Government Pettiness In What Gets Shut Down
Disgustingly, they've yanked two elderly people out of their home, which they've owned since the 70s. Jacqui Heinrich writes at KTNV that their private home on Lake Mead sits on Federal land:
Joyce Spencer is 77-years-old and her husband Ralph is 80. They've been spending most of their time in the family ice cream store since going home isn't an option.
The Spencers never expected to be forced out of their Lake Mead home, which they've owned since the 70s, but on Thursday, a park ranger said they had 24 hours to get out.
"I had to go to town today and buy Ralph undershirts and jeans because I forgot his pants," Joyce Spencer told Action News.
The Stewart's Point home sits on federal land, so even though the Spencers own their cabin outright, they're not allowed in until the government reopens.
The Lake Mead properties are considered vacation homes; one of the lease requirements to own a plot is people must have an alternative residence.
Regardless, the Spencers said it's their property and they should be allowed in, shutdown or not.
More here, by Mollie Hemingway at thefederalist, on the punitive and petty government shutdowns:
There were nearly 6 million living World War II veterans counted in the 2000 U.S. Census. By 2010, there were fewer than 2 million. An estimated 640 World War II Veterans die each day.
Last week the Obama Administration chose to barricade the World War II Memorial to keep aging veterans and other citizens out during the so-called government "shutdown."
It's tremendously wasteful to spend taxpayer funds and personnel shutting down an open-air memorial that could be visited at any time of the day prior to the shutdown, whether staff were nearby or not. But more than that, it's just cruel: World War II veterans are on a race against time to see their memorial.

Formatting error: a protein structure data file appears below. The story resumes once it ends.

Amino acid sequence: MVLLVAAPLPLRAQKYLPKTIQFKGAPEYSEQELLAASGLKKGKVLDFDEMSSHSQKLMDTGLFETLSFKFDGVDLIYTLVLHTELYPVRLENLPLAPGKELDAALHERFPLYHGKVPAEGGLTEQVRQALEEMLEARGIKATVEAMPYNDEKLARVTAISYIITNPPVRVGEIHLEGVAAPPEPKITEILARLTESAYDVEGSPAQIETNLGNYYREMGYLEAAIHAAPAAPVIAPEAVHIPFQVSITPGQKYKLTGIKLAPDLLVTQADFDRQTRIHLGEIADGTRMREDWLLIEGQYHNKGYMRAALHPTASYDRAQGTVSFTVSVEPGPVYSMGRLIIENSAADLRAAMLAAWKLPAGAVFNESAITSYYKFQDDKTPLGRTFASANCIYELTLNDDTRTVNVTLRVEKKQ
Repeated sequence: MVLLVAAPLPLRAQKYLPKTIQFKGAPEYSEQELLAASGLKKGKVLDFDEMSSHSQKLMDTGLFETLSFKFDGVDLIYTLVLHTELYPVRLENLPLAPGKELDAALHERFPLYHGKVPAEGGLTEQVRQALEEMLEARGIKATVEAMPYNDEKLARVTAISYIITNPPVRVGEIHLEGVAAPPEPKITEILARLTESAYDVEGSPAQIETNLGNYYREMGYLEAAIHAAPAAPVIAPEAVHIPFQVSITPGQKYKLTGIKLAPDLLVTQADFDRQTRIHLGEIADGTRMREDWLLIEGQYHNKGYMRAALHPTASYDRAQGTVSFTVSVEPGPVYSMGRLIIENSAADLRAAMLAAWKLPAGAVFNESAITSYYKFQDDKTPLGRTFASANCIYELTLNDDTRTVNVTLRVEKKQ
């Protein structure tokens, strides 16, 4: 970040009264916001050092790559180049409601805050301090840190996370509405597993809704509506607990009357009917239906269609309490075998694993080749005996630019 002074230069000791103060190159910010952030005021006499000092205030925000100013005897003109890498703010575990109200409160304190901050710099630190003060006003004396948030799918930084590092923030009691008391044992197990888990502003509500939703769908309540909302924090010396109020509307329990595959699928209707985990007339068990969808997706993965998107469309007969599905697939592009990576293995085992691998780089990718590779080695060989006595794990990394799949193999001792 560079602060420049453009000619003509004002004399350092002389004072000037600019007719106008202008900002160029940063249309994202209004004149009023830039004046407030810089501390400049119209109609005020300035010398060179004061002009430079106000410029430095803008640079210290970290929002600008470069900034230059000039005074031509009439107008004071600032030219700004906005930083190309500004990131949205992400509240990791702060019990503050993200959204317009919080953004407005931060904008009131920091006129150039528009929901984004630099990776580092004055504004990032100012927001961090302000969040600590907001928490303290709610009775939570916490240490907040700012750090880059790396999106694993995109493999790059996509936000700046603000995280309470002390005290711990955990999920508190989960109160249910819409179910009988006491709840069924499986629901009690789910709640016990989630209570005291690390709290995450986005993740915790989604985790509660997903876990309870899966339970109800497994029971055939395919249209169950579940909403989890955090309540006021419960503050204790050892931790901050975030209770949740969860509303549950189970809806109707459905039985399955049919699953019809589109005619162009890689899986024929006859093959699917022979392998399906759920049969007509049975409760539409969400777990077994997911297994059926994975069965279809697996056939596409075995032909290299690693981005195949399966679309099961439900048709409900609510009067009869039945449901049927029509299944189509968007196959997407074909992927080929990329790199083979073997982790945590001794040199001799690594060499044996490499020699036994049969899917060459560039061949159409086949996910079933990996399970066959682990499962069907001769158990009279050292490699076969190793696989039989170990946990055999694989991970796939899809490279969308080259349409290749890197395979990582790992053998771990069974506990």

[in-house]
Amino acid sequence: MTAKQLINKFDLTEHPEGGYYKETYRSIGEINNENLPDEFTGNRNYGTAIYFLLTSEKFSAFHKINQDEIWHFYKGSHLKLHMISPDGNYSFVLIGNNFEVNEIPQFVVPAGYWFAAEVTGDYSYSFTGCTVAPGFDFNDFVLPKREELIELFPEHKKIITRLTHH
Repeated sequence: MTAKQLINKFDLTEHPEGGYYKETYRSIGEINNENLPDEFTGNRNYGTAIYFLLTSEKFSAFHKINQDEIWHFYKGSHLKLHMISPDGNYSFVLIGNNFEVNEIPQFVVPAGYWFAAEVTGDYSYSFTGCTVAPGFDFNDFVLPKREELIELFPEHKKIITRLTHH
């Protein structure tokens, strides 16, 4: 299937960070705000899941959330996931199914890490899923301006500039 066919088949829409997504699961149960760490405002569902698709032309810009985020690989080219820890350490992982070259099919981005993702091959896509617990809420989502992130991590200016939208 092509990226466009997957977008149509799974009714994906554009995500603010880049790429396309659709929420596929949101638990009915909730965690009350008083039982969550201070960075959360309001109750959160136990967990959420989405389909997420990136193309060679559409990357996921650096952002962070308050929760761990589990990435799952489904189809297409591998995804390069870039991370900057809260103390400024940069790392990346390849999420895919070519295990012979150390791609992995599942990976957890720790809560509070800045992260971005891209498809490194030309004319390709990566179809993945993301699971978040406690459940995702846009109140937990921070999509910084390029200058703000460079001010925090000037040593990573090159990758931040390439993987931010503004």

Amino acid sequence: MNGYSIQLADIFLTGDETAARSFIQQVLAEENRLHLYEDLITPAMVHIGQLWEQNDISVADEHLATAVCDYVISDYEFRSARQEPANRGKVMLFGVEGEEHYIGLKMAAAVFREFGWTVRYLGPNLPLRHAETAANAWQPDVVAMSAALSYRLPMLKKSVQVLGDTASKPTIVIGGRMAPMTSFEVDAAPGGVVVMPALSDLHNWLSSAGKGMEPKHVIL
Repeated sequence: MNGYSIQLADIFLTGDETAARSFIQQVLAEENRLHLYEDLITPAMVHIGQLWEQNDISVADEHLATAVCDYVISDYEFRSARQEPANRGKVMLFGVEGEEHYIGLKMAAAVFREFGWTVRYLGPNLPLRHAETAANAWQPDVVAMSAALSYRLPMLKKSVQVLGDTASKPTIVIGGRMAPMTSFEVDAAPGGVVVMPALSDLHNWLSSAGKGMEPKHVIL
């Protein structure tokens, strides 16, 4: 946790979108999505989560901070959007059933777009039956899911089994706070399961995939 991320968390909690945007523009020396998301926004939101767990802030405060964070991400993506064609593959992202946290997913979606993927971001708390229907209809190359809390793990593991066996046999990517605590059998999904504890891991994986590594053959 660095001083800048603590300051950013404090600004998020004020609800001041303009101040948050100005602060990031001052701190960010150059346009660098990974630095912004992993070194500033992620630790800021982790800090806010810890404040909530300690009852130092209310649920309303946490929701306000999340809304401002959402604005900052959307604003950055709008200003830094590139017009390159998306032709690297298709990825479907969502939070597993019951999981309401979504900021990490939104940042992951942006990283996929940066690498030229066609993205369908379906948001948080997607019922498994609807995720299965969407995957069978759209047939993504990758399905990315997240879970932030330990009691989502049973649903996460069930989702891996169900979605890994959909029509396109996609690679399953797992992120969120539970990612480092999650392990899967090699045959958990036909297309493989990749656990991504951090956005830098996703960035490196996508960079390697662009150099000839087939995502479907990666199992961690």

...Bloomberg News reported on the "seeming randomness" of the closures:Grocery stores on Army bases in the U.S. are closed. The golf course at Andrews Air Force base is open.
CNN asked the Executive Branch why in the world they'd barricaded the World War II Memorial and received an incoherent reply. Which they published:"I know that this is an open-air memorial, but we have people on staff who are CPR trained, (and) we want to make sure that we have maintenance crew to take care of any problems. What we're trying to do is protect this resource for future generations," said [National Mall and Memorial parks spokeswoman Carol] Johnson.
Again, people were free prior to the shutdown to walk on the sidewalks near the memorial whether or not CPR-trained government workers were nearby or not. The explanation boggled the mind.
...This pettiness extended to attempts to shutdown privately-run rival visitor sites such as Mt. Vernon, George Washington's home. And the National Park Service also forcibly closed (and if they have a rationale for this they've yet to explain it) the Claude Moore Colonial Farm in McLean, Virginia. It's a living history museum that shows school kids what life on a farm was like before the Revolutionary War. Unlike other sites that are dependent on the Park Service, the Claude Moore Colonial Farm is fighting back against the NPS and they say they are fighting for their very survival:The Farm is a completely independent entity, leasing land from the National Park Service but drawing no resources, personnel, and most importantly, currently drawing no money from the NPS or the American people. It funds itself completely through its school, community, and public programs. However, this government shutdown has caused the NPS to shut down this Farm, despite its independence, proximity to extreme security, and privately paid full staff. Without income from school groups, public programs, and public entry, the Farm will not meet its bills and will have to shut down forever.
Again: Both cruel and unnecessary.